Home made paring chisel from an old file

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Project by Matt Vredenburg posted 01-16-2013 06:23 AM 6961 views 5 times favorited 9 comments Add to Favorites Watch

A few weeks ago I was watching an old episode of “The Woodwright’s Shop” and Roy Underhill was using a paring chisel to flatten a piece of wood. He mentioned that the skill of paring with this type of tools isn’t used much anymore but is very useful in many applications. I didn’t have one myself and I had some old files laying around so I decided to make one so I can improve m paring skills. The final project works great. It’s very flexible which is what you want and from a strength perspective, a file works fine.

Here’s what I did:

1) Start out by tempering some old files by placing them in our oven for an hour at 400 degrees, and let them cool for a few hours.

2) Drill a hole in one end of the handle stock and turn our handle – match up a piece of copper pipefitting at the top of the handle.

3) Grind down the file ridges so it is nice and shinny and smooth – I spent extra time cleaning up the file including polishing (car polish) the finish to a high gloss.

4) Insert the file point into the finished handle, I added some 5 minute epoxy to ensure it stayed in…but I don’t think that was required.

5) Grind down the end of the chisel to the desired bevel. Ron Hock recommends a 25-degree angle for paring so went with that recommendation. BTW – Ron is always a good resource for sharpening and replacement blades. I highly recommend his book, “The Perfect Edge: the Ultimate Guide to Sharpening for Woodworkers”

Please feel free to share your thoughts and comments.

-- Matt, Arizona

9 comments so far

View a1Jim's profile


117239 posts in 3726 days

#1 posted 01-16-2013 06:44 AM

these look great good job.

-- wood crafting & woodworking classes

View Tom Godfrey's profile

Tom Godfrey

488 posts in 2325 days

#2 posted 01-16-2013 11:49 AM

This post came along at the right time for me. I have been thinking for the past several days how to make something like this. I need a tool to cut groves about 18 inch wide when I make honey dippers. The use of a old file should work great for me but I plan on putting the bevel like a parting tool. Not sure of the correct bevel to use so have to keep looking until I find that information or either keep playing around until I get what I want.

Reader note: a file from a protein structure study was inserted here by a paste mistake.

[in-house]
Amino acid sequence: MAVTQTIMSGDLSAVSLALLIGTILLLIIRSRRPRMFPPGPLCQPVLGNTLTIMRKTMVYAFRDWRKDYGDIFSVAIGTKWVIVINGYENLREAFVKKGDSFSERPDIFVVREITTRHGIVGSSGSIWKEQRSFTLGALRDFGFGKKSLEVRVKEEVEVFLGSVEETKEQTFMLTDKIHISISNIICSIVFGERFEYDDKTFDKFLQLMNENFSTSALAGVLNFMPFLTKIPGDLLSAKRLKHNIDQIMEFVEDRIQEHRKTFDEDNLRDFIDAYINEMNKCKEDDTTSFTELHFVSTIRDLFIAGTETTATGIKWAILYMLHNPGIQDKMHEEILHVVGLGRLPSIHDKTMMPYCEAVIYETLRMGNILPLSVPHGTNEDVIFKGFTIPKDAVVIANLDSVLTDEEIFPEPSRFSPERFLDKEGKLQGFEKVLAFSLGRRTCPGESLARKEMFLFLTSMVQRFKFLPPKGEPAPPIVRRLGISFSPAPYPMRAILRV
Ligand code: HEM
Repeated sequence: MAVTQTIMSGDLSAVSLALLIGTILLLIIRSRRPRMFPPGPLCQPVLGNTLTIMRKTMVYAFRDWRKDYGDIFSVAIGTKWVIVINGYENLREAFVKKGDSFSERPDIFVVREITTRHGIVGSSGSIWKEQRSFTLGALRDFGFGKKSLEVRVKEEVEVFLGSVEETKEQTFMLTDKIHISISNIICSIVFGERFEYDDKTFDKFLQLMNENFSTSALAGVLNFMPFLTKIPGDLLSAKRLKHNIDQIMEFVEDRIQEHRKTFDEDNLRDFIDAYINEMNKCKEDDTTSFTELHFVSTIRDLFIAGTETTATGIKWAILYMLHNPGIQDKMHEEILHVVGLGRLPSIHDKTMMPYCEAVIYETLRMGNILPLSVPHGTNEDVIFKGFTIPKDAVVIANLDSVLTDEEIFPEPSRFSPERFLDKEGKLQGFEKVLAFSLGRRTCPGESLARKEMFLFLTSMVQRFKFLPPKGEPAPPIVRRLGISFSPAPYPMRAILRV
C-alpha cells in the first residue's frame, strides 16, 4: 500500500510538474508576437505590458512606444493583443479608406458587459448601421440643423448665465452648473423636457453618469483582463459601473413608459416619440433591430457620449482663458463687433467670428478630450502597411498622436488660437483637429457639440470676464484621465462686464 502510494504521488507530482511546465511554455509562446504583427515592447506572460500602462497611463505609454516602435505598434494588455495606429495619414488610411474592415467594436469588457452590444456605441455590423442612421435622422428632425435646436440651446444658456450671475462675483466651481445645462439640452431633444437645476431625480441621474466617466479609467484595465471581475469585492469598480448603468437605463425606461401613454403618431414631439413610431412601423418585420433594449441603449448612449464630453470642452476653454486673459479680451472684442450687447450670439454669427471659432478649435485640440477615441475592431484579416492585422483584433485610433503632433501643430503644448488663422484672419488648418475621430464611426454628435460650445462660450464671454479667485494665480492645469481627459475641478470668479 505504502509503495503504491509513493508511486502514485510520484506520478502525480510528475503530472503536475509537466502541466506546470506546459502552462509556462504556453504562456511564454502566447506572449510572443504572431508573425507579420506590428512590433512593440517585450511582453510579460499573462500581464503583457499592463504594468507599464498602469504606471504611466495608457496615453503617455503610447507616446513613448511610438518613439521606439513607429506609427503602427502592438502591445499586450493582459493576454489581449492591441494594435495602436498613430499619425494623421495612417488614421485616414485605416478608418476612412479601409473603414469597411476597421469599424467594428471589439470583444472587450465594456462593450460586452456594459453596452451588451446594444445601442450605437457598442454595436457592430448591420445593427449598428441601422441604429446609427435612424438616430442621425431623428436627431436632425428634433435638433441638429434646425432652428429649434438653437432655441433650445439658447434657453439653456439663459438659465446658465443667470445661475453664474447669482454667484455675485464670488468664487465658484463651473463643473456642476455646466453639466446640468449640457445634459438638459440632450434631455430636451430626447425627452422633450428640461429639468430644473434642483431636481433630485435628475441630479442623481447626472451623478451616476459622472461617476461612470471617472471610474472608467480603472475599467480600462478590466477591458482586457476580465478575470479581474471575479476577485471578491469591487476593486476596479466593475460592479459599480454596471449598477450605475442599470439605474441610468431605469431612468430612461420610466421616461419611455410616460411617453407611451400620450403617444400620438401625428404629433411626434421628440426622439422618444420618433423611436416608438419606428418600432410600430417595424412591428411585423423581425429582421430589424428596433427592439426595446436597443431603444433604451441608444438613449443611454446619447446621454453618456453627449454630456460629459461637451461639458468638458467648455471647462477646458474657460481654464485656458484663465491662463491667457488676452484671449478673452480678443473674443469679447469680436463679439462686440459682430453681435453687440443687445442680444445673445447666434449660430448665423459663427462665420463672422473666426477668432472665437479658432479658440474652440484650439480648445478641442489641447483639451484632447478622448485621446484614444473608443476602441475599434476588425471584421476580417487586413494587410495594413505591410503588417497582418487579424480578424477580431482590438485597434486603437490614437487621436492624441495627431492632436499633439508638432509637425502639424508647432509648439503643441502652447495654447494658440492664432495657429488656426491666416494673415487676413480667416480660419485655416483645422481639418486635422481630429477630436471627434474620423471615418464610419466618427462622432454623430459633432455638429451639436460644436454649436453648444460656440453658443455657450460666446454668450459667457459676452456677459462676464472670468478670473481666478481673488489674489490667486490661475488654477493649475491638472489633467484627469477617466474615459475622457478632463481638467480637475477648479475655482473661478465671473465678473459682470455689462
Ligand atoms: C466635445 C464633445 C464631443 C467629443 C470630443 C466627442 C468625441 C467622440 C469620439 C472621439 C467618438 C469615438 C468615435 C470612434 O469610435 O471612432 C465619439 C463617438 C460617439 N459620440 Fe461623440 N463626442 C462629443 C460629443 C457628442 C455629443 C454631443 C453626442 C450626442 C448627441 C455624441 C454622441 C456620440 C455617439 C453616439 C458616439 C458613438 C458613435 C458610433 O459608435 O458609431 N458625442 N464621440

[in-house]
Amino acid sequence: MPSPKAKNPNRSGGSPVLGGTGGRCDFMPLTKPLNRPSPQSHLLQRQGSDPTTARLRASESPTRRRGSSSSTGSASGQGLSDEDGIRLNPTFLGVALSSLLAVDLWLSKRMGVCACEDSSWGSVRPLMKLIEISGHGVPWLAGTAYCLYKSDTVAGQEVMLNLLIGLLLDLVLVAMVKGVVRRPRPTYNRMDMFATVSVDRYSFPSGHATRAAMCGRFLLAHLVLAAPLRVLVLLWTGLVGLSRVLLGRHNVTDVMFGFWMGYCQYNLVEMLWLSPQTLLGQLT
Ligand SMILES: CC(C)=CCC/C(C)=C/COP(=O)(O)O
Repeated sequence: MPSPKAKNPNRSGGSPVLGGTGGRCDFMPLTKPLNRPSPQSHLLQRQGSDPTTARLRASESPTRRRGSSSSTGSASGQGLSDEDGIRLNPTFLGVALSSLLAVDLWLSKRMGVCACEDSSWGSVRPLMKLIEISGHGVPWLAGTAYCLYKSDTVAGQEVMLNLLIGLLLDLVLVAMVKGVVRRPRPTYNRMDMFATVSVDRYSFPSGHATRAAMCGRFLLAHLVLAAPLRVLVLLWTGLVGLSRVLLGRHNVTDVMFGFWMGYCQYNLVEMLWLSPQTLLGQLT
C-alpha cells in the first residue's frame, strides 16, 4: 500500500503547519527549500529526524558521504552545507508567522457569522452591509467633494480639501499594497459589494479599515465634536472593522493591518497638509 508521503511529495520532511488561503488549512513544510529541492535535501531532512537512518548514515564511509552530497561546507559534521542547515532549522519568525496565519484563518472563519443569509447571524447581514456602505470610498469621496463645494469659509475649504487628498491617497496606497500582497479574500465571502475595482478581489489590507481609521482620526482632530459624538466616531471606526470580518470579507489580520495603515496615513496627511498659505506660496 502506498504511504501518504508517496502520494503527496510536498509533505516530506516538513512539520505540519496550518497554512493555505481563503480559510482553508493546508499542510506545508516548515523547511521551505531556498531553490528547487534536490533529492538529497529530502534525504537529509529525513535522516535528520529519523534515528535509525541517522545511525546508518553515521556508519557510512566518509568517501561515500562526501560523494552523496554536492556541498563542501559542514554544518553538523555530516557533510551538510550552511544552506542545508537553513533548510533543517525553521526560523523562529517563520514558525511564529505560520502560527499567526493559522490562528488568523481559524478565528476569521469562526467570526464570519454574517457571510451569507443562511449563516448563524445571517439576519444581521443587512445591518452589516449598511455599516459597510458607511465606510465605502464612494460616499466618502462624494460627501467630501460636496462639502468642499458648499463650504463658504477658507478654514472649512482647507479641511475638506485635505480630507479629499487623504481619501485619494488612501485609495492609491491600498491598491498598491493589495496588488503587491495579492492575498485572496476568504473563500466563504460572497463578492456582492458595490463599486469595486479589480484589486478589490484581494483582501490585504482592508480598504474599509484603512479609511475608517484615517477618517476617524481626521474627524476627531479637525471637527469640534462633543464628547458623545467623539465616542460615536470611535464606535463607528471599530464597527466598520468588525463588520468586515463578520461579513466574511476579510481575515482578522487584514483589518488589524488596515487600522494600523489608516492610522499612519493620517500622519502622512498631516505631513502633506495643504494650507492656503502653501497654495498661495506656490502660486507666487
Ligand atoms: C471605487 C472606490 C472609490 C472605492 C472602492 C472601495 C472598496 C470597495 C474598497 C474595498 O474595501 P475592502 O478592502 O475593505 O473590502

Thanks for the post.

-- Tom Godfrey Landrum South Carolina (

View jap's profile


1251 posts in 2203 days

#3 posted 01-16-2013 01:19 PM


-- Joel

View grfrazee's profile


388 posts in 2288 days

#4 posted 01-16-2013 03:48 PM

How much flexibility were you able to get out of the steel after tempering? Honestly, I’m surprised it flexes at all given the material.

Looks like a great project, and definitely one I’d like to try if I get the time.

-- -=Pride is not a sin=-

View LaPala's profile


24 posts in 2144 days

#5 posted 01-16-2013 04:03 PM

Brilliant, I always love homemade tools.
One question about the tempering, files are already tempered and hard; is the first step done to “soften” the file so it will become flexible?

-- Make love with wood.

View BTKS's profile


1989 posts in 3613 days

#6 posted 01-16-2013 07:03 PM

Awesome looking chisel. It’s another angle for using files I had not considered. From a blacksmith perspective, I think some of the finer points, of the defenition of, tempering, hardening, anealling, normalizing, etc. may be slightly off. I hope that made sense.
I figured a file would snap instead of flex but it sounds like you got the metal treatment right!!!! I’m giving this a try!!!
You might want to reharden and temper the cutting edge so it will keep an edge but leave the length of the file soft so it will continue to flex. I hope I didn’t sound critical, you have a fabulous chisel that I intend to copy, right down to the shape of the handle.
I also watch every episode of “Woodwright’s Shop,” I can get my hands on.

-- "Man's ingenuity has outrun his intelligence" (Joseph Wood Krutch)

View John's profile


341 posts in 3947 days

#7 posted 01-17-2013 03:58 AM

very nice! I’ve seen knives and awls made from old files, but this is a great new idea and something most of our shops can use; thanks!

-- John - Central PA -

View Skillet's profile


67 posts in 3599 days

#8 posted 01-18-2013 02:03 AM

Nice info. I bought a cheap scraper that’s thin. I want to make it into a paring chisel too. Thanks for the post.

-- Skillet, Louisiana

View Skillet's profile


67 posts in 3599 days

#9 posted 01-18-2013 02:03 AM

Nice info. I bought a cheap scraper that’s thin. I want to make it into a paring chisel too. Thanks for the post.

-- Skillet, Louisiana

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